Carotid body tumour A slow-growing, but malignant neoplasm of chromaffin cells that both invades locally and metastasizes. It presents as a mass over the internal carotid artery and transmits the carotid pulsation. It must be resected.
Cheek biting (morsicatio buccarum) Common and seen in adults mainly, especially anxious patients, and those with other psychologically related disorders, e.g. temporomandibular pain–dysfunction syndrome, it is also rarely caused by self-mutilation, seen in psychiatric disorders, learning disability, Lesch-Nyhan syndrome (Ch. 56) and some rare syndromes with insensitivity to pain. Abrasion of the superficial epithelium leaves whitish fragments on reddish background. The lesions are invariably restricted to the lower labial mucosa and/or buccal mucosa near the occlusal line on one or both sides.
Chemical burns Can be caused by various chemicals or drugs; notably aspirin put in the sulcus to try to relieve toothache, or cocaine. A white lesion with sloughing mucosa is seen. Diagnosis is by history and clinical features.
Chondroma A benign tumour, rare in the jaws. The anterior maxilla, mandibular symphysis and the coronoid and condylar processes are the most common sites. Chondromas are typically found in the older patient and form slow-growing, painless masses. Provided surgical excision of these masses is complete, recurrence is unlikely.
Chondrosarcomas These tend to affect the older patient and, although isolated cases arise from chondromas, most arise de novo. The behaviour is very unpredictable, but many grow rapidly and produce extensive local destruction. Radical surgery, the only means of eradicating the tumour, can be difficult as the edges may not be apparent clinically or radiographically. Multiple local recurrence is common and the prognosis is worse than for osteosarcoma.
Chorea Consists of a writhing movement of continuous abrupt and intermittent movements that flow randomly from one part of the body to another. Chorea may affect the head and neck, especially in tardive dyskinesia. This is usually a late (hence tardive) complication manifesting as non-random, focal patterned or stereotyped movement induced by dopamine receptor blocking drugs, such as metoclopramide, phenothiazines or butyrophenones, and is somewhat similar to oromandibular dystonia. Senile chorea, including edentulous dyskinesia or orodyskinesia, is found in 16% of the edentulous.
Chronic ulcerative stomatitis This is similar to erosive lichen planus, with ulcers and erosions affecting mainly the buccal or lingual mucosae, but sometimes the gingivae. The lesions and clinically normal mucosa have a distinct pattern of a particulate stratified squamous-epithelium-specific (SES) antinuclear antibody (ANA) on direct immunofluorescent examination of perilesional tissue, and patients can have circulating ANA. Hydroxychloroquine is effective therapy.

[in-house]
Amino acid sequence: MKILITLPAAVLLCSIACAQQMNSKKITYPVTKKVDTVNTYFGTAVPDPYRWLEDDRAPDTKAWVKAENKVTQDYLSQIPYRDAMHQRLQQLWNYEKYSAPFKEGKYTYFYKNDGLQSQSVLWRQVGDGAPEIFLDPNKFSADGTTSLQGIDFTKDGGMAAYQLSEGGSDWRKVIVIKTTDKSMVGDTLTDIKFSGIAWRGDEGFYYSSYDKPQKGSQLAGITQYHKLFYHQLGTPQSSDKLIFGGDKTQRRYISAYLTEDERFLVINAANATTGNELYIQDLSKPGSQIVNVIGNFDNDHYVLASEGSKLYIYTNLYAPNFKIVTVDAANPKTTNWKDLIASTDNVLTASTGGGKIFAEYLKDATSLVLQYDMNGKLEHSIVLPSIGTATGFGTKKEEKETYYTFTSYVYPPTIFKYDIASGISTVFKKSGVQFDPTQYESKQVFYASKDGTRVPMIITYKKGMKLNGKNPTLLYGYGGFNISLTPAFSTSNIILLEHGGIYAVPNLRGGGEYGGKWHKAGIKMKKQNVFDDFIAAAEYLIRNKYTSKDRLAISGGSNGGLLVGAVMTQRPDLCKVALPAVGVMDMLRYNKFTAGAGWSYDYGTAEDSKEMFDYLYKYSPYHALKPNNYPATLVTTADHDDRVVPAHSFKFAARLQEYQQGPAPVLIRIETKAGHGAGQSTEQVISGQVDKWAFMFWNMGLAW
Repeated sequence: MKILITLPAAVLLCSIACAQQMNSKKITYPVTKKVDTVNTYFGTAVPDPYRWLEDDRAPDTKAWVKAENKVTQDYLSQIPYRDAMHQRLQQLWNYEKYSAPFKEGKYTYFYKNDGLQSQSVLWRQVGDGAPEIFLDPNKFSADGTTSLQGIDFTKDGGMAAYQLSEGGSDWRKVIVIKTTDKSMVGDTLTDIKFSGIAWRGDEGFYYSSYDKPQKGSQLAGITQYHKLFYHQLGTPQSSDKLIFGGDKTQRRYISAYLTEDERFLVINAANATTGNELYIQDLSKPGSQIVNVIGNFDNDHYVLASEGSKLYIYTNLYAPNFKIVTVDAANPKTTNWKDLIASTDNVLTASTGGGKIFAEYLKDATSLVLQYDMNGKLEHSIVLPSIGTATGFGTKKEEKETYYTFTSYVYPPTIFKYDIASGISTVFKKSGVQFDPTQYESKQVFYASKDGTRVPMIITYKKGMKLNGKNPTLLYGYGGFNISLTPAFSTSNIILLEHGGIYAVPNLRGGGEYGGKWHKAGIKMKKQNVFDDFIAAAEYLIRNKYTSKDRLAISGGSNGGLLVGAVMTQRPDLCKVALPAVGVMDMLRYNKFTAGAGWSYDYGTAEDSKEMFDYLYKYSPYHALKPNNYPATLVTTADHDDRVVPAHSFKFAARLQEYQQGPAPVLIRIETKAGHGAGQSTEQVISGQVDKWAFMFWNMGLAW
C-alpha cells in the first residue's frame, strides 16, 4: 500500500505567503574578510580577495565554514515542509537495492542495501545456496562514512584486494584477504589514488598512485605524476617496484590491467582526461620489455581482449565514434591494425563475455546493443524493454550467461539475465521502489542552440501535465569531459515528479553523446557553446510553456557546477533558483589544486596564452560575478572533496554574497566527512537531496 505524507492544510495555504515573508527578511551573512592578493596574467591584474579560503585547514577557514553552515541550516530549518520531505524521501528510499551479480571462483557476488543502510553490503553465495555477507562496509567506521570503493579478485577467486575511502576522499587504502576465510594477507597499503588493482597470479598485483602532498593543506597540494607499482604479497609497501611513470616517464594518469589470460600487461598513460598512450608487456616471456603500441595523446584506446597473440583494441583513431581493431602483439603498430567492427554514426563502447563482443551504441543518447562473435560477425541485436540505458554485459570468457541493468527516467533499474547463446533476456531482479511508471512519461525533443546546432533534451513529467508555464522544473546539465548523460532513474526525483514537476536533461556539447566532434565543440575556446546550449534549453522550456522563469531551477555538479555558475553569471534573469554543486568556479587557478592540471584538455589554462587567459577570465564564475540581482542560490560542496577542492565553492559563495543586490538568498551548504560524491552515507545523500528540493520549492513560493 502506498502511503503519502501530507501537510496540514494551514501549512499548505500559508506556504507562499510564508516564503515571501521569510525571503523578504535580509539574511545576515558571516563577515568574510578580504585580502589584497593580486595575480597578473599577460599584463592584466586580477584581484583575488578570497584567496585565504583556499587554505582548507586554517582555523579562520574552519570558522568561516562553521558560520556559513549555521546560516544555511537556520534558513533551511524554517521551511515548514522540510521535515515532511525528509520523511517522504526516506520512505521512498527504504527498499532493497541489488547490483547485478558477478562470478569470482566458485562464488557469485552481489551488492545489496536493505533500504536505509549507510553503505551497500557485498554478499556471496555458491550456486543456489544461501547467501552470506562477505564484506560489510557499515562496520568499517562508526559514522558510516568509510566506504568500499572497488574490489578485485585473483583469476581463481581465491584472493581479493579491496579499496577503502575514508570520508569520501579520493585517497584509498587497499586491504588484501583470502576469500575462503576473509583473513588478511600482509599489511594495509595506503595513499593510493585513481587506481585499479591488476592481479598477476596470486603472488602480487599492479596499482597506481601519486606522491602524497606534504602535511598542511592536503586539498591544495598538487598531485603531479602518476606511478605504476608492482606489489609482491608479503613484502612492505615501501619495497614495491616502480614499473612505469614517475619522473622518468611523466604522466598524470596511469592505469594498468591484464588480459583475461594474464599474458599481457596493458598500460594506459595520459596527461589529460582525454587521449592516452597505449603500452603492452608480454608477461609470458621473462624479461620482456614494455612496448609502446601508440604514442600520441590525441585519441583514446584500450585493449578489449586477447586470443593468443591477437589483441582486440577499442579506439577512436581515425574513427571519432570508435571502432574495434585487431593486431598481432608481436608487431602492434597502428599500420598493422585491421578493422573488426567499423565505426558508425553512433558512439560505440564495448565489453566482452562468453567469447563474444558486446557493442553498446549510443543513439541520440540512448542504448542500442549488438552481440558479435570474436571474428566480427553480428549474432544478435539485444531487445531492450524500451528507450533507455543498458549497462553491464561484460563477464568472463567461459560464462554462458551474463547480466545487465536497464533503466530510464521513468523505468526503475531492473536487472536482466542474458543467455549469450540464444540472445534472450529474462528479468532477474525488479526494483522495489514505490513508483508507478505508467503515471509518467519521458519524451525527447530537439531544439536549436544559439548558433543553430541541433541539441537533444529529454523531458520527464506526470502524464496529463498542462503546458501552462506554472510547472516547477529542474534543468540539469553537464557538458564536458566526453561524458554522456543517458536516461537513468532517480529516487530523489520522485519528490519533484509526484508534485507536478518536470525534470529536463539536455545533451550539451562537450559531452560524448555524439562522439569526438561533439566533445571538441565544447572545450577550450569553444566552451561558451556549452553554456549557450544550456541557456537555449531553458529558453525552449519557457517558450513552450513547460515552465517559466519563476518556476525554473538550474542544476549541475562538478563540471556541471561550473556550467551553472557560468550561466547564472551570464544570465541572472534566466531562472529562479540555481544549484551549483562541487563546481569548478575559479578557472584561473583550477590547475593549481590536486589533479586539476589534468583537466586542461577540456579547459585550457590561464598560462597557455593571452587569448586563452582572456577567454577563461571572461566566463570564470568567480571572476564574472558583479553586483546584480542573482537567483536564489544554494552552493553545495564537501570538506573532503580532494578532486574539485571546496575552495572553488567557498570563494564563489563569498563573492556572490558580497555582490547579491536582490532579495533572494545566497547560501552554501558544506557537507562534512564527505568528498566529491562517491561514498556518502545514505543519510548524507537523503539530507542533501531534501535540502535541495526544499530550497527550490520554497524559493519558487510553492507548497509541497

Cleidocranial dysplasia (dysostosis) A rare autosomal dominant condition, or mutation. Clinical features include exaggerated transverse diameter of cranium, delayed fontanelle closure, multiple wormian bones, frontal and parietal bossing, depressed nasal bridge, maxillary hypoplasia, underdeveloped paranasal sinuses, high arched palate (? cleft), delayed or failed tooth eruption, multiple supernumerary teeth, dentigerous cysts, aplastic or hypoplastic clavicles (shoulders can be approximated), short stature and other skeletal anomalies.
Management is to leave unerupted teeth alone unless there are complications. Eruption of permanent teeth is retarded and dentigerous cysts are frequently found. Supernumerary teeth are common in cleidocranial dysplasia, especially in the anterior mandible. The crowns of the teeth are normal, but the roots can be short, thin and lack acellular cement. Surgery is often necessary.
Coeliac disease Coeliac disease is a reaction to gluten, ingestion of which activates immune cells in the small intestine, which trigger inflammation and local damage, disrupting food absorption. Untreated coeliac patients lose weight, develop deficiency syndromes such as anaemia, and experience symptoms such as diarrhoea. Dental hypoplasia and oral ulceration may result. Diagnosis is confirmed by malabsorption, blood tissue transglutaminase antibodies and villous atrophy on jejunal biopsy. Gluten is found in wheat, barley and rye, which means that many dietary staples, such as bread, many breakfast cereals and foods like pizza and pasta, can no longer be eaten.
Constricted pupils Constricted pupils (miosis) can be caused by sympathetic nerve lesions, cholinergic drugs (e.g. pilocarpine or neostigmine) or opiates (heroin, etc.). Thus, heroin addicts may be recognized by ‘pin-point pupils’. Raised intracranial pressure is the most important cause of pupil constriction and is noted when the pupil also becomes non-reactive owing to pressure on the oculomotor nerve. It may occur after head injury, intracranial haemorrhage or brain tumour.
Crystal deposition diseases (‘gout’) A term used to encompass diseases that produce crystals in joints (e.g. gout, chondrocalcinosis, secondary gout caused by cytotoxic therapy) including the temporomandibular joint. Gout itself is an uncommon disorder of metabolism in which excessive levels of uric acid in the blood and other body fluids crystallize out in synovial fluid causing acute inflammation. The patient complains of a painful, swollen joint and ‘pan-meniscal crepitation’ is elicited on movement. Acute attacks are often preceded by a ‘binge’ of dietary or alcohol excess or ‘starvation’, trauma or unusual physical exercise, surgery or systemic illness. In chronic gout, tophi are frequently felt in the cartilage of the pinna of the ear. Diagnosis is clinical, but usually confirmed by a leukocytosis, raised ESR, CRP or PV raised serum urate level and aspiration biopsy for examination under polarizing light for crystals of urate (or pyrophosphate in pseudo-gout). Imaging is not often particularly helpful, since the appearance resembles osteoarthritis. Treatment must not be restricted just to the local treatment of the TMJ. NSAIDs should be started. Colchicine is effective. Gout is usually treated prophylactically with allopurinol. Dietary advice and weight control are also important.